Sola wood flowers are flowers made from a plant called Aeschynomene Aspera. They are formed to look like real flowers, and can be dip dyed, as well as painted or airbrushed to create a realistic effect.
Here is the set up:
Acrylic Craft Paint or Latex paint – Any latex or acrylic paint will work. I recommend choosing latex over acrylic, as the flowers tend to be more vibrant. You can experiment with lots of different types of paint, even wine or coffee.
Water-warm helps soften the flowers for reshaping.
Step 1: Make the Water and Glycerin Base
Begin by making your water and glycerin base. This is what you will mix with your paint when you dip your flowers. This mixture is used because the glycerin will soak into the wood. This keeps the cells soft and hydrated. Use vegetable glycerin instead of animal glycerin, animal glycerin can yellow over time.
Boil 3 cups of water. Then, once the water is boiling, mix in 1 cup of glycerin. Let the mix cool to room temperature before mixing with your paint. You will have more than you may need, but this can be stored and saved for later use.
Step 2: Mix the paint
Mix equal parts of your paint (8oz) and water/glycerin mix (8oz) in the bowl. For a richer color, use less water, for a lighter color, use more water. There is no specific ratio that works best, it just depends on how you want them to turn out. Stir to combine with your stir stick.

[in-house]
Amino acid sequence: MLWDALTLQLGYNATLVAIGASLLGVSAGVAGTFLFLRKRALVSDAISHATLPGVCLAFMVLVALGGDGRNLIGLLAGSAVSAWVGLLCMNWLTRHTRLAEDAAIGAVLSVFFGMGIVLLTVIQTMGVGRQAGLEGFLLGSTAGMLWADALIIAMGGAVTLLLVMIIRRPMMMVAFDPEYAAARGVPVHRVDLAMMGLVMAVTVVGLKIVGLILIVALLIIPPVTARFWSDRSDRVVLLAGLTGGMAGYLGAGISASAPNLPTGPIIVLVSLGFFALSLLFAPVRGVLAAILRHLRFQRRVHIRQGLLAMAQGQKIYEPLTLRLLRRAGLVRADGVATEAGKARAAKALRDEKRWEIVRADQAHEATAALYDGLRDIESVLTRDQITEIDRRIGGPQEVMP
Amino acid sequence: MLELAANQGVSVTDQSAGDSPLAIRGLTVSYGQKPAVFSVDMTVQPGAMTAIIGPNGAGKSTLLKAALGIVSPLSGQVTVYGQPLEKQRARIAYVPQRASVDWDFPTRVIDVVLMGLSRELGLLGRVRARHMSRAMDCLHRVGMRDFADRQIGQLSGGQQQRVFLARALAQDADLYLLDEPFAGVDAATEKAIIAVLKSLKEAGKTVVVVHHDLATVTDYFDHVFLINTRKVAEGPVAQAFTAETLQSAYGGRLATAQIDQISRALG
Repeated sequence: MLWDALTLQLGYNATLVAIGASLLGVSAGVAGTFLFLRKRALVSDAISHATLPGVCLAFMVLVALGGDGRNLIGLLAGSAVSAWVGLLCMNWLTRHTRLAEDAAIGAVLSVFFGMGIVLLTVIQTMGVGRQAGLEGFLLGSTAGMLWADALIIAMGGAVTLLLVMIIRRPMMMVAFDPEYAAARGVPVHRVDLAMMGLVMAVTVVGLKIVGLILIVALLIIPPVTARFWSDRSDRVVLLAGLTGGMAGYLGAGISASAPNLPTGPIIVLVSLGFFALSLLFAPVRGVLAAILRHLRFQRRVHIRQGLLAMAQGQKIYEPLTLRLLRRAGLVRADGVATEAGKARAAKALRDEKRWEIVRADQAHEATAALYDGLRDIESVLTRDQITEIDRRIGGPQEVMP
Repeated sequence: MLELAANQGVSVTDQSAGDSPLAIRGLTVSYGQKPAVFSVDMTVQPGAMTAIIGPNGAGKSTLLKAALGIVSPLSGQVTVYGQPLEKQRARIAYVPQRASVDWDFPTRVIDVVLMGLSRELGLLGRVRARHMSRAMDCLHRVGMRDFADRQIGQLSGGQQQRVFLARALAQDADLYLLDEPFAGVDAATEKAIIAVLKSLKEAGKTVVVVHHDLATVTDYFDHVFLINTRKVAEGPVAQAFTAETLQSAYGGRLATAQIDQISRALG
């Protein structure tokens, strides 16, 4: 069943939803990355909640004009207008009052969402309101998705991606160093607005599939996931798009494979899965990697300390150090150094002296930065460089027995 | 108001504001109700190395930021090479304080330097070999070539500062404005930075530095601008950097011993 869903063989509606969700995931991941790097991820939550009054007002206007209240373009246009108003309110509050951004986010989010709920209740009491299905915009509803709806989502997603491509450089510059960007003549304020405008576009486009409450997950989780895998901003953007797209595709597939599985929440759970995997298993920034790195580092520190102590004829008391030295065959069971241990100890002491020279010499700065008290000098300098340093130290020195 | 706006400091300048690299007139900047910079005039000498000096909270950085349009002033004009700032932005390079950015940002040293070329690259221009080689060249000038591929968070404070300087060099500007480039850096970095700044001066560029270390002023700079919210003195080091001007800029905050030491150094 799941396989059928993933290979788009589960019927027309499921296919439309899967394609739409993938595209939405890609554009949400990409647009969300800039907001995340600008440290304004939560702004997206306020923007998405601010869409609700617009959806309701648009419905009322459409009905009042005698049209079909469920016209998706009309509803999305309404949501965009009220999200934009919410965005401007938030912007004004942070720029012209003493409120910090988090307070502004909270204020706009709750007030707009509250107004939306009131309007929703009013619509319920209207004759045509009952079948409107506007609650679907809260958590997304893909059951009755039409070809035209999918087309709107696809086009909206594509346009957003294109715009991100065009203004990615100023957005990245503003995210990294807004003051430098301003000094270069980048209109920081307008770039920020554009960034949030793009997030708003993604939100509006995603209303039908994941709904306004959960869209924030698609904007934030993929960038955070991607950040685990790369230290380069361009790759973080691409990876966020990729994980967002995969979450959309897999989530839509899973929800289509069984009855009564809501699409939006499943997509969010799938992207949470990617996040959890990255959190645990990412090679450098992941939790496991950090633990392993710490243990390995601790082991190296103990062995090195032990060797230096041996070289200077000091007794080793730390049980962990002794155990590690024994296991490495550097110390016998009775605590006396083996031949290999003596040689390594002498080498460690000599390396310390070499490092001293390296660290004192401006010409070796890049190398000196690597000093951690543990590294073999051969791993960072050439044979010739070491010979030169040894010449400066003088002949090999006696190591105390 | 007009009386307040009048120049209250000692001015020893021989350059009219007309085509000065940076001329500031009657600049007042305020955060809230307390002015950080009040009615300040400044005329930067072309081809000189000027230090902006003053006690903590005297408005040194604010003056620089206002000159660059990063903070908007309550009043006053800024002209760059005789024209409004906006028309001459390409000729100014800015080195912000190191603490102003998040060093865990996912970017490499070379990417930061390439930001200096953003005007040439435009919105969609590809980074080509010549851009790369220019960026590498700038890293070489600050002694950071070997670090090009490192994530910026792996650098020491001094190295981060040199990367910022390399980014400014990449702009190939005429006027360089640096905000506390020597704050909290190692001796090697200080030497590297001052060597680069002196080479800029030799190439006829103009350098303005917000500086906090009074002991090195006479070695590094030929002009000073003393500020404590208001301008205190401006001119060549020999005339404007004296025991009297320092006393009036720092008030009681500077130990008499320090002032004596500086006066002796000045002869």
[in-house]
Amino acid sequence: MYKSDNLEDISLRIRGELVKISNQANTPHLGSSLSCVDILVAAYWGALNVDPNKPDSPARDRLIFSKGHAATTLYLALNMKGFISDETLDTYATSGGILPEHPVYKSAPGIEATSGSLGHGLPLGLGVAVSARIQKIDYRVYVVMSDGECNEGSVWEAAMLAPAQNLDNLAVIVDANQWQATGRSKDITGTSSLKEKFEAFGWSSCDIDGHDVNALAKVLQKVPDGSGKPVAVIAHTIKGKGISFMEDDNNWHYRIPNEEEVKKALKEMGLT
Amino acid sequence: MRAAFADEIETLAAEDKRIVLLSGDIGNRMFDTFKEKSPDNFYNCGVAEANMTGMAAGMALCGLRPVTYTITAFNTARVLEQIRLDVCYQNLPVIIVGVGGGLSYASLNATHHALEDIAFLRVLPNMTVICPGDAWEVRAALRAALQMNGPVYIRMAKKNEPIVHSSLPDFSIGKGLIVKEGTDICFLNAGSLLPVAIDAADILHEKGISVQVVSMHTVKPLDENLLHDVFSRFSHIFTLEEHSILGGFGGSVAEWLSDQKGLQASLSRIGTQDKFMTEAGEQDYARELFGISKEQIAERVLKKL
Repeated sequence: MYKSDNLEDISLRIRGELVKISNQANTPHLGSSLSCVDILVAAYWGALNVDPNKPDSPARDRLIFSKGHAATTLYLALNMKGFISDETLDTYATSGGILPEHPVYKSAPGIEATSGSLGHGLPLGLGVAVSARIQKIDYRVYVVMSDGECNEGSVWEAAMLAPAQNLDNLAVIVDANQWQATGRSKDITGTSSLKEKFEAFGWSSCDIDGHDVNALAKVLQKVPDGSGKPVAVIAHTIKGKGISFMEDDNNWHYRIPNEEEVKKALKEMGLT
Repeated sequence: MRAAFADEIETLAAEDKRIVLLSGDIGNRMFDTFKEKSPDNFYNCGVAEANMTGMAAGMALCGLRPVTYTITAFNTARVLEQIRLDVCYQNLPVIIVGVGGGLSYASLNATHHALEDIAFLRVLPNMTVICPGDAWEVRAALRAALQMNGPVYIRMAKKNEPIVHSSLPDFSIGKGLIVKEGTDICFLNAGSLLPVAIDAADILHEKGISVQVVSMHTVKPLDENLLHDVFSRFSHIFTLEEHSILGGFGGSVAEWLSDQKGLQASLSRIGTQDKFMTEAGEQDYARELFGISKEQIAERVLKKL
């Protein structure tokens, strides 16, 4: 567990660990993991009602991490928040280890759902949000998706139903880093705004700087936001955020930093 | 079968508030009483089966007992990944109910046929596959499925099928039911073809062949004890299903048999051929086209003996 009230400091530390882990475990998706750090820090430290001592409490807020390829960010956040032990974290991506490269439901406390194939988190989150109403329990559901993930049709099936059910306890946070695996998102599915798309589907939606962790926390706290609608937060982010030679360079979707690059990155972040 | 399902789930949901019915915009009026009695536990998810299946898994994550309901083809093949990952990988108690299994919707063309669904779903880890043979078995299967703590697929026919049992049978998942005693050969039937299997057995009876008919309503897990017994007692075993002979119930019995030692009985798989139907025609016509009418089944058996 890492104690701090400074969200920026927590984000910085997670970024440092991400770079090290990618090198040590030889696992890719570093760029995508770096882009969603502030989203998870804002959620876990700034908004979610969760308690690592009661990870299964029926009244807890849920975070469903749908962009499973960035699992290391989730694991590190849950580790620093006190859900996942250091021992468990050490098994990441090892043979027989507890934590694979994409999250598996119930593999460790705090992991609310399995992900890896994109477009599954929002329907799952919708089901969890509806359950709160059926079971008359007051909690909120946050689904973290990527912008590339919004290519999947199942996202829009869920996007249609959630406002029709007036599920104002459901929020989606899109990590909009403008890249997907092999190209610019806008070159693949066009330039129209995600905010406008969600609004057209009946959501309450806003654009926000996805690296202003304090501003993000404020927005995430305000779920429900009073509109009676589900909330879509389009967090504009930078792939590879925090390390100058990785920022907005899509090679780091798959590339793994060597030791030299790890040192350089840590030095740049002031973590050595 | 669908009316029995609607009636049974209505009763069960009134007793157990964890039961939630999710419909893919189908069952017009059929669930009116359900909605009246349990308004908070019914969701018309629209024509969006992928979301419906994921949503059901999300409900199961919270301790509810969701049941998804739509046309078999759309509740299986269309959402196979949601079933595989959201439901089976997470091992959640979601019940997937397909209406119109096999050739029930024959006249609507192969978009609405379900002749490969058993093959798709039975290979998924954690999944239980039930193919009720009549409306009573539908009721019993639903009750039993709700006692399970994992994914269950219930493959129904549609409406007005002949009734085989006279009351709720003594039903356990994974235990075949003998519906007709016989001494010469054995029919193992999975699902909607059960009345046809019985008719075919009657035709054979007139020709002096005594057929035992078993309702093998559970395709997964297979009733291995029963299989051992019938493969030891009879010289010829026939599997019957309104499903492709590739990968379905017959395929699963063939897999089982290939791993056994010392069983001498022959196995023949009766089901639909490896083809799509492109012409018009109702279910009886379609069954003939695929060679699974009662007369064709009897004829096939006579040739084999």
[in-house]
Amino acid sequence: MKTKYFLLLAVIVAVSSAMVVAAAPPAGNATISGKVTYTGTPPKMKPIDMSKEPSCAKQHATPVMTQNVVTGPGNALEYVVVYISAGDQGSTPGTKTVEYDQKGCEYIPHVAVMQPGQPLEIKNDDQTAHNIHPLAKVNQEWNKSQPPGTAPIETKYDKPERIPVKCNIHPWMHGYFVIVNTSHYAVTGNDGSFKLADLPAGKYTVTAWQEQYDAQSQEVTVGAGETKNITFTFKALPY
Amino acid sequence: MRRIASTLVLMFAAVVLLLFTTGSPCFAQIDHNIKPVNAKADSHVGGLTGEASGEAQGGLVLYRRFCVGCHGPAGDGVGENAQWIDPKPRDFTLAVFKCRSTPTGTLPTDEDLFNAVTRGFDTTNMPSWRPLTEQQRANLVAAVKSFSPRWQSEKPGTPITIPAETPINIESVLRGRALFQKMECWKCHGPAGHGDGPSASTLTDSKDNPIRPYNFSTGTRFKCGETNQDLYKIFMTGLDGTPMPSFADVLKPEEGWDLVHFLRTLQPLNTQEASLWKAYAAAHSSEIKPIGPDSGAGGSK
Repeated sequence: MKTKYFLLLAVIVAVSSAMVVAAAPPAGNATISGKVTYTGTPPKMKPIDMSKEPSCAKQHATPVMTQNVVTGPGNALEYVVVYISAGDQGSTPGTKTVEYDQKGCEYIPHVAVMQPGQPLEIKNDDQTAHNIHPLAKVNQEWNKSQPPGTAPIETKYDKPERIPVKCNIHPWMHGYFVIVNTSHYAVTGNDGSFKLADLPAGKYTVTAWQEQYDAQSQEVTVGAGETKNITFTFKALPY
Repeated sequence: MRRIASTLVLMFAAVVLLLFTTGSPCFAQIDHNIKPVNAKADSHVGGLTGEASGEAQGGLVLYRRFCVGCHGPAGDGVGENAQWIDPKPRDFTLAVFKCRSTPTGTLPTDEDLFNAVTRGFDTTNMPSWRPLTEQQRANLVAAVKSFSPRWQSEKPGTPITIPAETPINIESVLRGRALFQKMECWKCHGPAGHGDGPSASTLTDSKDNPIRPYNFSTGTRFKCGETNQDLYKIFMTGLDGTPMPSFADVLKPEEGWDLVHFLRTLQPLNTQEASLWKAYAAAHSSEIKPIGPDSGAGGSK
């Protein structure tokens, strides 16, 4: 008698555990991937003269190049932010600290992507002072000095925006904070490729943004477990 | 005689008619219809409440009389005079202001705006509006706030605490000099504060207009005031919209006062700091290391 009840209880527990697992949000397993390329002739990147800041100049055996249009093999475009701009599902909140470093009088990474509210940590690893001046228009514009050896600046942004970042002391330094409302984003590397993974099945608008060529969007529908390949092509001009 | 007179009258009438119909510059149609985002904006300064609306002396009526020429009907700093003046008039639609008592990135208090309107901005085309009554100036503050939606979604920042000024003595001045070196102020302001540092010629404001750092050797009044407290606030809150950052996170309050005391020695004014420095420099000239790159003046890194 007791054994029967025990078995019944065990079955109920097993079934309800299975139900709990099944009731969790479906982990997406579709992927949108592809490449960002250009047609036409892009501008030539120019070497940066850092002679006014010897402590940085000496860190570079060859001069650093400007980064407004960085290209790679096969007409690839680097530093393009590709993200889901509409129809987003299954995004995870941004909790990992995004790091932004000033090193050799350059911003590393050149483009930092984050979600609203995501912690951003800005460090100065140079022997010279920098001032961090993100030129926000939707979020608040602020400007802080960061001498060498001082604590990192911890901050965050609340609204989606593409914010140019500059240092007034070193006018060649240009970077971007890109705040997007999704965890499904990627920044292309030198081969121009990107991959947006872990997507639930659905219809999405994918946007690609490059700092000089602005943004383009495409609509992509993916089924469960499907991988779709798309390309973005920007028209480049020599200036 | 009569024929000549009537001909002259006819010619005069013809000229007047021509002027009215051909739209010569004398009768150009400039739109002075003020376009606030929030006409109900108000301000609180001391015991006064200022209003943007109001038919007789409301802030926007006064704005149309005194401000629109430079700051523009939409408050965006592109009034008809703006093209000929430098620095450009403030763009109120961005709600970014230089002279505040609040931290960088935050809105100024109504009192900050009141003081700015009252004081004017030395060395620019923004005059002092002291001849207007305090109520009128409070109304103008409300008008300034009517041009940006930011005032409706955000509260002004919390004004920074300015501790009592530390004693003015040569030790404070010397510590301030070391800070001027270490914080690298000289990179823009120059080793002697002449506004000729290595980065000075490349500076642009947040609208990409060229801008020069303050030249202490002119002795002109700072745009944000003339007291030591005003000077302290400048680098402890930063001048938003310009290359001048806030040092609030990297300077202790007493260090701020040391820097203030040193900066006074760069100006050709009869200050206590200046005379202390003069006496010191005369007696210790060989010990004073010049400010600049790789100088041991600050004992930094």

Step 3: Dip the flowers
Turn the flowers in the dye a few times, to make sure you don’t miss any cracks or crevices between the petals. Some of the flowers may need to be opened a bit and reshaped. This is much easier to do after they have soaked in the warm dye. They are delicate, and the petals will rip off if you’re too aggressive, so be careful with them. I was very happy with the way my first round turned out. I was pleasantly surprised at how rich the color was. It was a lot easier than I thought. Once I got into the rhythm, the process was very quick.
Step 4: Let dry
Place the dipped flowers on your drying racks. Turn them every couple of hours to ensure they are drying evenly. The flowers took about 24 hours to dry completely, but depending on where you live the air may be more humid or drier, which results in varying drying times.
Step 5: Stem the Flowers
After the flowers are completely dry, it is time to stem them. To stem the flower, just put a small dab of hot glue on the end of the stem, and push it in, being careful not to punch all the way through the flower. It only took a couple of minutes to dry, and they are very sturdy.
I had a couple of small spots that I missed, or that the paint came off when lifting them from the drying racks. You may need to do a paint touch up in certain spots on the flowers. I used a small paint brush for this, after they have been dried and stemmed.
All finished! These flowers are ready to be assembled into an arrangement for your wedding centerpiece!